November 1988 saw me more settled into the house, the village, and England. There were still plenty of new things going on. The first trip to Scotland was a visit to Edinburgh, St. Andrews and Aberdeen. Thanksgiving was the first holiday I celebrated outside the States. It was a bit surreal to realize that for everyone else around me, it was an ordinary Thursday. I didn’t have work permission so getting a job to help occupy my time wasn’t an option.
The town of Beverley was 10 miles south of where I lived. Walking through town one day, I discovered a charity shop (thrift store) with a sign in the window looking for volunteers. Interested, but too shy to go in, I walked past and looked at the sign for weeks. Finally, I worked up the courage to go in and introduce myself. The ladies running the shop were thrilled to have the help and eager to learn about me and my life in America. So I began helping out on Wednesday mornings for a couple of hours.
I visited Beverley looking for a topic for my Master’s degree thesis. Of the two medieval churches in town, the Minster drew my attention the most. Originally attached to a local monastery, it is the size of a cathedral, it’s west towers dominating the flat landscape of East Yorkshire a few miles in from the North Sea. A few months later I noticed on a clear, sunny day, I could see the towers from the 2nd-floor guest room.
Most of the structure of the Minster was medieval, giving me several options to research. The east window is made up of all the medieval stained glass left from throughout the Minster, yet it was later than I wanted to study. There were numerous tombs which offered various possibilities. And then there was the large collection of medieval carvings of figures with instruments. They are unique and not much had been published at the time so they became my topic.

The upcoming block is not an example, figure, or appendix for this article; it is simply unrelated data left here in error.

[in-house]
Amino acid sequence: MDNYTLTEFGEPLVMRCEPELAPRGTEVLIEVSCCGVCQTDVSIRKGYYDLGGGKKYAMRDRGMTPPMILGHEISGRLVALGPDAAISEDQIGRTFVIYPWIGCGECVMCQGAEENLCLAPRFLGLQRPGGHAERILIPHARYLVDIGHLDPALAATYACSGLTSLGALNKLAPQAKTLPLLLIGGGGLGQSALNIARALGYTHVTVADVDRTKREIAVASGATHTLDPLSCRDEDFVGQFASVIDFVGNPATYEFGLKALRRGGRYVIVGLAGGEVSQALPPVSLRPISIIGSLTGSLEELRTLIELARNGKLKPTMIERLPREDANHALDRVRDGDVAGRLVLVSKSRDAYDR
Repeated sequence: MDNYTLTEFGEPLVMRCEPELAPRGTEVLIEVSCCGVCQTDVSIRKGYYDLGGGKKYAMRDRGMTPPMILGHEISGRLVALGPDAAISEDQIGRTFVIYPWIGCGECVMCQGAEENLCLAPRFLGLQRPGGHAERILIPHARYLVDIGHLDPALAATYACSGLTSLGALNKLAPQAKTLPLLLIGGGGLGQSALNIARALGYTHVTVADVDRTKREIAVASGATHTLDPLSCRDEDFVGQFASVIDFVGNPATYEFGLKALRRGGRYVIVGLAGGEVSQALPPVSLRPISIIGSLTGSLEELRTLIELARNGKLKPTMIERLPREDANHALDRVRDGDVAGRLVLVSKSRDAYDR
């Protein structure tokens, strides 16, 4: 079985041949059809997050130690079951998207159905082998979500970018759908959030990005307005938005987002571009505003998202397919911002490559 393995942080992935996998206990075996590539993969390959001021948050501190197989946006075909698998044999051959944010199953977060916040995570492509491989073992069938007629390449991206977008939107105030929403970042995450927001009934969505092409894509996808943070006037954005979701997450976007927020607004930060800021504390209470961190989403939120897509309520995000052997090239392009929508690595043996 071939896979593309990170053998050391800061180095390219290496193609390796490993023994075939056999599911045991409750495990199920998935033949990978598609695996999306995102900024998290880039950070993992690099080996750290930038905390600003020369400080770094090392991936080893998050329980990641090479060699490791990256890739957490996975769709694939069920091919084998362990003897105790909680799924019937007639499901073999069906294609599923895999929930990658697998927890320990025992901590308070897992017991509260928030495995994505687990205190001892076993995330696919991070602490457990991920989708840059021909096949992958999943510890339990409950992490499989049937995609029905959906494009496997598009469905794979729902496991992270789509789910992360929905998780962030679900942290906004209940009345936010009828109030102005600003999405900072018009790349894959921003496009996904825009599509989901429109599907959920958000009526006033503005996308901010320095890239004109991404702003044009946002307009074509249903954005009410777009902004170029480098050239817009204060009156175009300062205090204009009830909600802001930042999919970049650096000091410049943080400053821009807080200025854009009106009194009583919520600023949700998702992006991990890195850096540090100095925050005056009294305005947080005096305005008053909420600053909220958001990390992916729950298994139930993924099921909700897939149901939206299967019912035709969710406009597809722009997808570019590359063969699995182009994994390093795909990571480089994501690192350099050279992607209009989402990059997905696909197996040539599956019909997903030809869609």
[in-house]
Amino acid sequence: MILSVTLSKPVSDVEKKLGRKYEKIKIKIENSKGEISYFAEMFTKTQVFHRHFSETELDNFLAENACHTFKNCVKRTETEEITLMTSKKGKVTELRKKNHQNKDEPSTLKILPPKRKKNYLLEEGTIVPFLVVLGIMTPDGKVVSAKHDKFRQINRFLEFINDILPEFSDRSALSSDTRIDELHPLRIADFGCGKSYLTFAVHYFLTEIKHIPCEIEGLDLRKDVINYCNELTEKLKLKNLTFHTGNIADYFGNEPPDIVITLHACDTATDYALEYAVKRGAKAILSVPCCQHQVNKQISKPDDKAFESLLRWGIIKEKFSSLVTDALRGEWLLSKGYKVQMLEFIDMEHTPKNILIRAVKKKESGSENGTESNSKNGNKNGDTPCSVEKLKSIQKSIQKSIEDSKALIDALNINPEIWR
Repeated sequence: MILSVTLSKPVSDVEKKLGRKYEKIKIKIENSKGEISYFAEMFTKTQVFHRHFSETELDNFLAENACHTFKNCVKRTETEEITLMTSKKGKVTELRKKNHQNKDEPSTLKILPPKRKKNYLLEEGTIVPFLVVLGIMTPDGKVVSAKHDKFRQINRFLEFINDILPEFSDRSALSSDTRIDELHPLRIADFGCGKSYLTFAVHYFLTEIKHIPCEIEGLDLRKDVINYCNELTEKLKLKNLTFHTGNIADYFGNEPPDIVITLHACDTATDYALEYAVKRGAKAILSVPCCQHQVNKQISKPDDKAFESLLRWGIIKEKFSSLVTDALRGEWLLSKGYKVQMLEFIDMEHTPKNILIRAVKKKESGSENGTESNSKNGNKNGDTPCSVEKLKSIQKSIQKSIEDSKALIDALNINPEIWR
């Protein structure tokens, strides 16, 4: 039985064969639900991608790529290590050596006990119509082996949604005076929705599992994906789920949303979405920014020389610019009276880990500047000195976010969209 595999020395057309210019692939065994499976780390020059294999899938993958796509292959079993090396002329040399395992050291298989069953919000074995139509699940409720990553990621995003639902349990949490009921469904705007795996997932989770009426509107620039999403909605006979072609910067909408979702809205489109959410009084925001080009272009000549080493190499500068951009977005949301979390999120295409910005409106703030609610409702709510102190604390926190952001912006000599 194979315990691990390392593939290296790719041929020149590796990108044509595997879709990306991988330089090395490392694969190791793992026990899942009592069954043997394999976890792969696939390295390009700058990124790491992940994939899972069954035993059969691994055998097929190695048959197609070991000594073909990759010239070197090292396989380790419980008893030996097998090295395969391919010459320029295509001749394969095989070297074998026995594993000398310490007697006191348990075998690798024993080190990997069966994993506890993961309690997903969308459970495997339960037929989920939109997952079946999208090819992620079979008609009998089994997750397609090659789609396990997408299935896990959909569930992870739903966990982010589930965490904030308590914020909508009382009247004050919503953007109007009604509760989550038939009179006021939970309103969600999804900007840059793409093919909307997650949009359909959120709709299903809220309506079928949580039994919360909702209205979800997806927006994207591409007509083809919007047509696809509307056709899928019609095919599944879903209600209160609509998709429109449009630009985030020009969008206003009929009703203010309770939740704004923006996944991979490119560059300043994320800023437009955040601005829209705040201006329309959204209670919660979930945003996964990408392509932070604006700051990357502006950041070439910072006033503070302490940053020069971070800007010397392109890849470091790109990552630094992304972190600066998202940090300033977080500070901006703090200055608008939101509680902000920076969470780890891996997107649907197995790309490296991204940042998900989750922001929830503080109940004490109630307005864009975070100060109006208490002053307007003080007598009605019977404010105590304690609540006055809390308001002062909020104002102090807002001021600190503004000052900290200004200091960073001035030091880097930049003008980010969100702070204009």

I’d often walk to the local library or the Minter after I finished my work at the charity shop. I read, wrote notes, chased down information as best as I could. But, one question remained elusive. The series of figures in the north aisle were secular minstrels not the typical rendering of angels playing instruments and official musicians. Why were they there? Beverley was the headquarters of a guild of minstrels, so they were prominent in town, but did the guild pay for the carvings? Or, did the local carvers look at what was around them and decide to carve that? I never did find any records that helped sort out those questions. I didn’t need to answer that for my Master’s degree so I let it go. I thought I would continue my education, pursue a Ph.D., and continue researching the carvings, but life changed. I moved on to other things. But the question always stayed with me.
And in early 2018, while walking on the beach, a thought came to me. What if I wrote a book, a work of historical fiction, and answered that questions as I wanted to. I had long thought I’d never write fiction because I didn’t know what to write about, but now I had an idea. I rolled it around in my head a couple of hours, then realized I didn’t want to write historical fiction. I wanted to write an adventure/mystery/thriller. So the story began shifting in my head, and by the end of the day, I had a rough outline of the story.
And so thirty years after selecting the figures as my thesis topic, I began writing my first work of fiction using those same figures in the plot. I participated in National Novel Writing Month (NaNoWriMo) and produced 57000 words toward my book. I still have a lot of revising to do, scenes I know I need to add in and development of characters and scenery, but my first draft is done. The carvings I studied 30 years ago have come back to life for me. And I can’t wait to finish the book and share it with the world.
Subscribe to the monthly newsletter to get notified of the latest essays. https://gladysstrickland.com/newsletter-signup